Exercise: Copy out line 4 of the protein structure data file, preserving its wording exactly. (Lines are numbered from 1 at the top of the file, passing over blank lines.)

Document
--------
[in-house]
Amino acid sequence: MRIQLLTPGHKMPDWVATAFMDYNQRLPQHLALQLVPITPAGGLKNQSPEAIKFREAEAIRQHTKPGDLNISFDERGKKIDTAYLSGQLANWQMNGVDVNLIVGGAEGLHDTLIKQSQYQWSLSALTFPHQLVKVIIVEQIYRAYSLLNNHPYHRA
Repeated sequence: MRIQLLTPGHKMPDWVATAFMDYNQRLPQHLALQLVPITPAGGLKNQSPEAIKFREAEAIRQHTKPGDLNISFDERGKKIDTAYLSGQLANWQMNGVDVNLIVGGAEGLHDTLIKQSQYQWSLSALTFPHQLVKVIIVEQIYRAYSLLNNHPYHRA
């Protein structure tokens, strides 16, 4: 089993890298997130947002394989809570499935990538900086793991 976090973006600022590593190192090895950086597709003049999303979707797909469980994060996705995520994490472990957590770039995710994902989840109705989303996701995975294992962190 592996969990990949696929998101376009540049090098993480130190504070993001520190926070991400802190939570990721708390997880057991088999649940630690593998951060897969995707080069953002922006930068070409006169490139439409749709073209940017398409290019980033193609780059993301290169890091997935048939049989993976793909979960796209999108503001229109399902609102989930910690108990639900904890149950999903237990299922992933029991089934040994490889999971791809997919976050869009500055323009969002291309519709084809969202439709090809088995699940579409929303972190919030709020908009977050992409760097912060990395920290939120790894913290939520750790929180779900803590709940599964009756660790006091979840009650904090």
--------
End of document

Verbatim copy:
């Protein structure tokens, strides 16, 4: 089993890298997130947002394989809570499935990538900086793991 976090973006600022590593190192090895950086597709003049999303979707797909469980994060996705995520994490472990957590770039995710994902989840109705989303996701995975294992962190 592996969990990949696929998101376009540049090098993480130190504070993001520190926070991400802190939570990721708390997880057991088999649940630690593998951060897969995707080069953002922006930068070409006169490139439409749709073209940017398409290019980033193609780059993301290169890091997935048939049989993976793909979960796209999108503001229109399902609102989930910690108990639900904890149950999903237990299922992933029991089934040994490889999971791809997919976050869009500055323009969002291309519709084809969202439709090809088995699940579409929303972190919030709020908009977050992409760097912060990395920290939120790894913290939520750790929180779900803590709940599964009756660790006091979840009650904090």